Despite the fact that human use is prohibited by law in wildlife corridors that sit on the edges of Town of Canmore, provincial land managers are seeing an “alarming” amount of human use and off-leash dogs.
While a lot of community debate currently focuses around the design of wildlife corridors, it is the management of those areas after they are protected that is the purview of Alberta Environment and Parks staff that works in the Kananaskis Region.
AEP wildlife biologists Melanie Percy and John Paczkowski were at the Canadian Parks Conference in Banff last week to present interim results of a camera study they are undertaking in and around Canmore’s wildlife corridors.
The two-year study already has 18 months of camera data collected and Paczkowski said it came from 100 cameras placed on the landscape on human use trails, wildlife trails, inside and around wildlife corridors.
The results were alarming for Paczkowski, who said of the 1.5 million images collected, over 178,000 events were categorized and the data shows that 94 per cent of what is happening on the landscape is human use.
“I kind of expected it, but it is a little shocking when you start looking at those numbers,” he said, adding humans use the land 20 times more than wildlife. “The other thing we are seeing that is quite shocking was with humans they are often associated with dogs.”
He said of the 168,000 human use events caught on camera by the research study, 100,000 events involved people with dogs and of those, 60,000 were off-leash. Paczkowski said the interim results of the camera study are startling and alarming.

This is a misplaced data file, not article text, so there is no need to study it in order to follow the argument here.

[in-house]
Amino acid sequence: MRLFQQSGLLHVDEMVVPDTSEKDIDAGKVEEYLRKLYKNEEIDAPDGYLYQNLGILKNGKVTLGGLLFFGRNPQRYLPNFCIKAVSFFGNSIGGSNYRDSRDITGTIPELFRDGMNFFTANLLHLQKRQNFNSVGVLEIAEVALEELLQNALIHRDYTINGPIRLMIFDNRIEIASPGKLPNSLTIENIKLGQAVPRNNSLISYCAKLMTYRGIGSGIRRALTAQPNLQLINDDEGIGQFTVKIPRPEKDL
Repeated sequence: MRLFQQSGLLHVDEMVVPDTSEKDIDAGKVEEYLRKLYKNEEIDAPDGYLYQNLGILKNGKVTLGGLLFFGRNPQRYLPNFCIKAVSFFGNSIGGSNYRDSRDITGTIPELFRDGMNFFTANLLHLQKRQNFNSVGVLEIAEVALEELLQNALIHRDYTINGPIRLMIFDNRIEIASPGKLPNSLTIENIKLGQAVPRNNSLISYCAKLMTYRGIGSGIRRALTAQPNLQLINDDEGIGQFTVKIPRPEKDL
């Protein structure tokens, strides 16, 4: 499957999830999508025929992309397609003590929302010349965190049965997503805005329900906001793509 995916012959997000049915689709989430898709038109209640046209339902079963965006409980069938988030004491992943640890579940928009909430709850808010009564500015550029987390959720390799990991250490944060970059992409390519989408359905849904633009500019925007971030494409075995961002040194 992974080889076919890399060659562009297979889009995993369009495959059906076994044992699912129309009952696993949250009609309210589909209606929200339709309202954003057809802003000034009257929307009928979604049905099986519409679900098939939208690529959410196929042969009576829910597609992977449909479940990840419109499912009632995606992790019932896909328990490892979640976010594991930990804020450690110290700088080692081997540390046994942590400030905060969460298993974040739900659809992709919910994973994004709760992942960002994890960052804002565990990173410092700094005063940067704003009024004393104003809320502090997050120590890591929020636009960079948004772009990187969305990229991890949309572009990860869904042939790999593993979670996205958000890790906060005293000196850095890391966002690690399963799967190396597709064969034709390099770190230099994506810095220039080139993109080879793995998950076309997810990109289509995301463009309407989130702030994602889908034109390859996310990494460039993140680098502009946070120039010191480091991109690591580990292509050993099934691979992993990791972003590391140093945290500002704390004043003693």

“There are more off leash dogs out there than on leash, it is really startling and up to 2,000 of those are in the wildlife corridors,” he said. “This is an exclamation point of something we should be addressing in the future if we want to maintain these wildlife corridors.”
While wildlife is the jurisdiction of the province, Percy said managing human use has to be approached through partnerships and the Town of Canmore began that collaborative process in 2014 with its human use management review process. She said the process resulted in seven recommendations ranging from enforcement to signage and, while an online survey showed relatively strong local knowledge of what a wildlife corridor is, most people didn’t actually know where they were.
Percy said the Bow Valley is a critical corridor for wildlife movement in the overall region, as the valley connects Banff National Park to the west to Kananaskis Country to the east, and ensuring species can navigate through that area is key to maintaining biodiversity.
“The take home message so far is this is great habitat for wildlife and they are using it, but we are also starting to see these subtle signs that they are not using it like they used to. There is a lot of human use that is spilling into the corridors and habitat patches, so we need to take more steps to ensure that we are still maintaining the functionality of this landscape for wildlife,” Percy said.
Paczkowski said the camera data collection aspect of the overall study will conclude in June, at which time Alberta Environment and Parks will do a lot more analysis of it, which should result in more detail around animal movement in and around corridors as well as human use.
Regardless, though, he said human use has to be having an influence on wildlife on the landscape and “it is really sort of alarming.”